Bill Pagan, a longtime cruise industry manager who owned Top Associates, said he does not recall the case and that the company is out of business.

Pagan and others in the cruise business said they believe the U.S. Immigration and Naturalization Service authorizes handcuffing of foreign seafarers by private security services.

INS spokesman Russ Bergeron said, however, that while ship operators face stiff fines if they lose track of a foreign seafarer, they are simply required to return dismissed workers to their home countries. INS policies do not address handcuffing.

Normally, dismissed workers are not considered criminals and are not in violation of any immigration laws, Bergeron said.

Steven Masdeu, operations director of Miami’s General Patrol Services, said his firm handcuffs ship workers only if they refuse to get on a plane at the scheduled departure time. The workers are then turned over to the U.S. Border Patrol.

“I handcuff maybe five people in a year,”he said.

Cruise workers’ complaints commonly concern pay and hours, and their advocates say cruise lines have gone to great lengths to get long hours from employees. The owners lobbied the Panamanian government to amend a law guaranteeing Panamanian workers a day off each week, said Lipcon.

Now the law says a captain of a Panamanian-flag ship can require extra work if necessary.

“I take that to mean that if, for some unusual reason, they have to get seven days a week out of a guy, they can do it,” said Lipcon. “But they’ve taken that to mean that they can work crew members seven days a week for eight or nine months at a time.”

“You’re just dealing with the modern-day robber barons,” said Lipcon. “I have nothing against industry and people making money. But at the same time, I think they should live up to some moral and ethical guidelines.”

In August, a federal judge approved a $900,000 settlement of a class action lawsuit Lipcon brought against Carnival Cruise Lines on behalf of people who held ship jobs paid partly with tips. Waiters, busboys, bartenders and other cruise workers commonly are paid $50 or less a month in jobs that can earn them perhaps $1,000 to $2,000 monthly in tips. Cruise lines want to pay sick seamen only base wages of $50 if they fall ill, Lipcon said.

Lipcon said he has sued all cruise lines to force them to compensate sick workers for lost tips, but only Carnival has settled.

U.S. federal courts are open to foreign seamen with wage disputes but generally closed to them for other purposes.

Lawsuits and complaints notwithstanding, not all cruise workers are unhappy.

Two Indonesian men, 25 and 26, said they earned up to $1,000 a month as cruise waiters, working about 11 or 12 hours a day, seven days a week. That breaks down to an hourly wage of about $2.77.

The two worked on Holland America Line’s Ryndam, a ship with about 650 crew and a 1,250 passenger capacity. Holland America is owned by Carnival.

“We get money,” said one. “We have fun with our friends.”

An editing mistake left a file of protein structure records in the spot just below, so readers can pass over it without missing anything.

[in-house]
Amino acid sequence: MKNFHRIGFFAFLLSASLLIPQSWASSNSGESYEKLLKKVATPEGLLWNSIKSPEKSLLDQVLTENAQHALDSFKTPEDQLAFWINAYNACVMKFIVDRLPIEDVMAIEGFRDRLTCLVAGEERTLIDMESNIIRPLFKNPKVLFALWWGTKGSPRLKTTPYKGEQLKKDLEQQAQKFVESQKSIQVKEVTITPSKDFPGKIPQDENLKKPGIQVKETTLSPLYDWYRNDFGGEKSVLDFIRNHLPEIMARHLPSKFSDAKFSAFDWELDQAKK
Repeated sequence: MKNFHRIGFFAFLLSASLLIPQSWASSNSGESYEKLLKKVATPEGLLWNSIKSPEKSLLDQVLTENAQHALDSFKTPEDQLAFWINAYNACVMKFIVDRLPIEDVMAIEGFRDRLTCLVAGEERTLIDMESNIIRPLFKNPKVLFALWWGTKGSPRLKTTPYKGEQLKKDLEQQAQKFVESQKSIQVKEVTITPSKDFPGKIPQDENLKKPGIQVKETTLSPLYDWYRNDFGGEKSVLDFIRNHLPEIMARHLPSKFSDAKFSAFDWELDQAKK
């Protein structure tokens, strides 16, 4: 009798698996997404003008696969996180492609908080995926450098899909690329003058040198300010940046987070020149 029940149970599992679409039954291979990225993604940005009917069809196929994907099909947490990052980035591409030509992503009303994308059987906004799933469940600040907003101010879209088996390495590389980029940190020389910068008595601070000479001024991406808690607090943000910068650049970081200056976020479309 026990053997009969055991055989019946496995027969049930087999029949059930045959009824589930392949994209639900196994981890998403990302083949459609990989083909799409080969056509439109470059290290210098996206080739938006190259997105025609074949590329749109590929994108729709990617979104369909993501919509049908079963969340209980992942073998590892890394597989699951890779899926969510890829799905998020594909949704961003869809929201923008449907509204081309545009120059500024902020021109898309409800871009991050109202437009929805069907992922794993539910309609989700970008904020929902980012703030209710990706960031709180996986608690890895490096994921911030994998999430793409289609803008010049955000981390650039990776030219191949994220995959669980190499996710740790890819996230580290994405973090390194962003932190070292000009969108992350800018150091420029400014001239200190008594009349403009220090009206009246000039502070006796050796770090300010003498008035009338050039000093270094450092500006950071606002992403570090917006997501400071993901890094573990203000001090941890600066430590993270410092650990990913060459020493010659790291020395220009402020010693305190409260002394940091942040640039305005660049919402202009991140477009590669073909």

They said they expected to quit the cruise business soon, however, and use their experience to get supervisory jobs in restaurants at home.

A 24-year-old Indonesian on his first contract with Holland America Line’s Westerdam as a dining room waiter said he was making about $1,200 a month.

“I enjoy it because of the money,” he said during a brief visit to a Port Everglades, Fla., seamen’s center between cruises.

The cruise worker, who declined to give his name, said he has adapted to the tough schedule and short breaks between shifts. “Now, one hour is very useful for me to get rest,” he said.

But a Westerdam cook who overheard a shipmate saying life was good on the ship offered a different view.

“We work very long, to 14 hours a day,” he said. “They only pay for 10.5 hours. Even when you are sleeping, they knock on your door to come and clean.

“If you tell complaint, they say, ‘If you don’t want to work here, go home.'”

The cook, a 34-year-old Filipino, said he’d spent several years on cargo ships and was fed up with cruise ships after three years.

“I will quit the passenger ship,” he said. “I thought the passenger ship was much better than the cargo ship, but I was wrong. I cannot explain to you the pressure. Sometimes I go to the back of the ship to cry.”

Most employees say they are on cruise ships because they have families, or even extended families, to support back home.

“I’ll never forget a conversation I had with a Haitian seafarer who told me he’s been working on cruise vessels for something like 18 years and he gets home to Haiti for maybe a maximum of one month a year,”said Stevenson of the Center for Seafarers’ Rights. “I asked him why he did this, and he said he basically was sacrificing his life for his family.

“Because of what he’s doing, his daughter can go to high school, his family has a home,” said Stevenson. “We forget these people out there who are making these sacrifices. Not only are they making personal sacrifices for their families, but they’re also suffering abuse and indignities and all manner of problems that we don’t seem to care about.”